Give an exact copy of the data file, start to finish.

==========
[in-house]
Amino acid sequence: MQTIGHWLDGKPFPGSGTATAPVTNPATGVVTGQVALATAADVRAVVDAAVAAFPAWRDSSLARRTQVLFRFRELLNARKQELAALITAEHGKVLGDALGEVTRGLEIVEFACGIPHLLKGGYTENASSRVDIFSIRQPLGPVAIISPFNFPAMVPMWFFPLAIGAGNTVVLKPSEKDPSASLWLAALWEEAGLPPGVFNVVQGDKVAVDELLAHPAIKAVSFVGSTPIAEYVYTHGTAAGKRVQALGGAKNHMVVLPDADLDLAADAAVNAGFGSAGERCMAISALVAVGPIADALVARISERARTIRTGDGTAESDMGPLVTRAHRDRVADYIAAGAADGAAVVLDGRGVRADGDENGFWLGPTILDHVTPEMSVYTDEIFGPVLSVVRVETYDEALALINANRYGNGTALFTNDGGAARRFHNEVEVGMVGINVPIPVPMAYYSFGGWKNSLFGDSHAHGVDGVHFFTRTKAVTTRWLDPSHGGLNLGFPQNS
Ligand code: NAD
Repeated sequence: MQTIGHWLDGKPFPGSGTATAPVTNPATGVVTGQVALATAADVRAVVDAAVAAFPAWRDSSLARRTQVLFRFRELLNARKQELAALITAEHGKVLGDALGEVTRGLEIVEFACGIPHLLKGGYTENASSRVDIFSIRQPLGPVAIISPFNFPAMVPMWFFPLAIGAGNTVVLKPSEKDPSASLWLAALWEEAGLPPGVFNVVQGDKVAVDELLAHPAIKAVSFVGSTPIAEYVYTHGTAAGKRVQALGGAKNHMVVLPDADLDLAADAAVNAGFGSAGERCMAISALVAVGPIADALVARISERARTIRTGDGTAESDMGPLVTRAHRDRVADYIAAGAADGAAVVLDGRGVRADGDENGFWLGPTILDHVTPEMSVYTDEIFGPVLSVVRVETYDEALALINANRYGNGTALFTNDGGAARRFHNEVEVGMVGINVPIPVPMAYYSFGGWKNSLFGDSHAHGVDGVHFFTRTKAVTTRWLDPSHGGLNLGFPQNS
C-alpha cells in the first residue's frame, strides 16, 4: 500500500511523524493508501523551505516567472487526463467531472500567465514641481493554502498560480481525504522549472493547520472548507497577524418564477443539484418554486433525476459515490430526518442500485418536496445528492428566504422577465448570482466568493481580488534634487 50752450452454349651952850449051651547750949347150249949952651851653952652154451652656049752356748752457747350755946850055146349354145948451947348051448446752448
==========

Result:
[in-house]
Amino acid sequence: MQTIGHWLDGKPFPGSGTATAPVTNPATGVVTGQVALATAADVRAVVDAAVAAFPAWRDSSLARRTQVLFRFRELLNARKQELAALITAEHGKVLGDALGEVTRGLEIVEFACGIPHLLKGGYTENASSRVDIFSIRQPLGPVAIISPFNFPAMVPMWFFPLAIGAGNTVVLKPSEKDPSASLWLAALWEEAGLPPGVFNVVQGDKVAVDELLAHPAIKAVSFVGSTPIAEYVYTHGTAAGKRVQALGGAKNHMVVLPDADLDLAADAAVNAGFGSAGERCMAISALVAVGPIADALVARISERARTIRTGDGTAESDMGPLVTRAHRDRVADYIAAGAADGAAVVLDGRGVRADGDENGFWLGPTILDHVTPEMSVYTDEIFGPVLSVVRVETYDEALALINANRYGNGTALFTNDGGAARRFHNEVEVGMVGINVPIPVPMAYYSFGGWKNSLFGDSHAHGVDGVHFFTRTKAVTTRWLDPSHGGLNLGFPQNS
Ligand code: NAD
Repeated sequence: MQTIGHWLDGKPFPGSGTATAPVTNPATGVVTGQVALATAADVRAVVDAAVAAFPAWRDSSLARRTQVLFRFRELLNARKQELAALITAEHGKVLGDALGEVTRGLEIVEFACGIPHLLKGGYTENASSRVDIFSIRQPLGPVAIISPFNFPAMVPMWFFPLAIGAGNTVVLKPSEKDPSASLWLAALWEEAGLPPGVFNVVQGDKVAVDELLAHPAIKAVSFVGSTPIAEYVYTHGTAAGKRVQALGGAKNHMVVLPDADLDLAADAAVNAGFGSAGERCMAISALVAVGPIADALVARISERARTIRTGDGTAESDMGPLVTRAHRDRVADYIAAGAADGAAVVLDGRGVRADGDENGFWLGPTILDHVTPEMSVYTDEIFGPVLSVVRVETYDEALALINANRYGNGTALFTNDGGAARRFHNEVEVGMVGINVPIPVPMAYYSFGGWKNSLFGDSHAHGVDGVHFFTRTKAVTTRWLDPSHGGLNLGFPQNS
C-alpha cells in the first residue's frame, strides 16, 4: 500500500511523524493508501523551505516567472487526463467531472500567465514641481493554502498560480481525504522549472493547520472548507497577524418564477443539484418554486433525476459515490430526518442500485418536496445528492428566504422577465448570482466568493481580488534634487 50752450452454349651952850449051651547750949347150249949952651851653952652154451652656049752356748752457747350755946850055146349354145948451947348051448446752448